Burundi Campazi Colline Natural





About this Coffee

Grown amidst the stunning landscapes of the Kayaza province, this natural-procsessed single-origin gem will please washed and natural lovers alike. With each sip, expect the essence of dried cherries with the structured and funky sweetness of molasses, followed by the crisp tartness of hibiscus flower.

This coffee comes to us by way of our friend Jake at Homage Coffee Source. Each season we taste through sample sets from the Homage network across Burundi. Jake has a unique network of partners, which have routinely produced naturals and stellar washed microlots. This coffee from BSS is a natural that stood out to us immediately, and we contracted it based on the pre-shipment material, while eagerly waiting for it’s arrival to our roastery.

In 2021, BSS joined as a producer partner for Homage, but their relationship traces back to 2013 when they first started working together in Burundi. BSS is led by a dedicated and ambitious trio of close friends named Picasso, Zephyrin, and Jeremiah. These individuals are deeply committed to their community and the people they collaborate with. The exceptional quality of their leadership and craftsmanship is truly remarkable, and we are thrilled to continue our friendship and partnership with this crew.

Over the past 2-3 years, these three individuals have been building a unique coffee production and exporting business model in Burundi. They have developed an innovative supply chain for coffee, which distinguishes them from the traditional routes taken in Burundi. While some coffee washing station owners in Burundi also engage in coffee farming on a larger scale, BSS has implemented a distinctive land lease model, allowing them to plant over 38,000 coffee trees and establish an outstanding specialty coffee production model. In addition to their own coffee production, which will mature over the next few years, they have also begun purchasing coffee cherries from smallholder farmers in the surrounding areas who no longer have access to a local station due to recent closures.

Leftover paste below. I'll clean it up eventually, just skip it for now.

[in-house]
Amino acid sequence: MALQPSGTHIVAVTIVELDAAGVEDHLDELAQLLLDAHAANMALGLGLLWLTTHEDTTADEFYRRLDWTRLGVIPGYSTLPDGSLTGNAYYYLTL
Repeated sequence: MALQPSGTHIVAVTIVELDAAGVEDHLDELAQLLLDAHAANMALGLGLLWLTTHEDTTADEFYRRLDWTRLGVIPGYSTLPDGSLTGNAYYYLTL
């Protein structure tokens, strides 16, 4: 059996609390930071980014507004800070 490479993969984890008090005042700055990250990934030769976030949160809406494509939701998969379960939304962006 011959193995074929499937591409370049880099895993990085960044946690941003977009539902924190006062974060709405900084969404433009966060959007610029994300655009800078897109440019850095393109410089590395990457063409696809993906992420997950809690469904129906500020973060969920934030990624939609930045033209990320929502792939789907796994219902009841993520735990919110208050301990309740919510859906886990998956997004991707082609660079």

All of their coffee production follows a sun-dried natural process, with a unique 3-5 day “yeast development” period. They meticulously separate the coffee by hill/community and day lots for pre-milling quality control. This process enhances sweetness and clarity in acidity, resulting in a truly exceptional cup of coffee. All of their coffee is processed at their production site called UMOCO, which means “Light” in Burundi’s native language, Kirundi. To them, “light” signifies transparency in their relationships with farmers and partners, aiming to foster genuine connections.

In the coming years, they have plans to build a washing station to produce fully washed coffees, as well as explore other processing methods that they are already developing. Furthermore, BSS and Homage are collaborating to identify and fund bonus projects that roaster partners can invest in and contribute to. These projects encompass a wide range of initiatives, including long-term efforts to support farmers with manure production, provide washing station tools, establish a cupping lab, distribute seedlings to farmers, and more, all of which aim to uplift the community.

Natural coffees are beautiful… Okay, natural coffees are beautiful when done properly, but can be equally terrible when things go wrong. Natural processing, or dry processing, refers to the act of drying and fermenting coffee inside the cherry. Long before the age of portafilter tattoos and dual-boiler home espresso machines, coffee was picked and dried this way out of convenience. It is, to this day, still the most convenient and economically friendly way to process coffee cherries. (It’s estimated that dry-processing can use up to 90% less water than the washing process.) So why isn’t all coffee processed this way? Well, as coffee made its way across the world, it was commoditized and standardized, just like all other products spread by colonialism, but that’s a whole other story… Adding to the boom of washed processing, the natural process method can be tricky to get right, due to the delicate nature of fermentation and drying. What does all this have to do with the final cup? Well, when you leave the skin and fruit of the coffee cherry on the seed throughout fermentation and drying, that fruit begins to break down, imparting esters that influence delicate florals and big fruit notes into the seed that survive the roasting process. If it’s rushed or handled incorrectly, this fruit rot can lend off-flavors to the coffee, making the final cup dirty or ‘fermenty.’ Basically that single cherry begins to slowly decay, and controlling that delicate action through advanced technique and metrics allow us, lucky folks, to drink wonderfully floral and fruity coffees.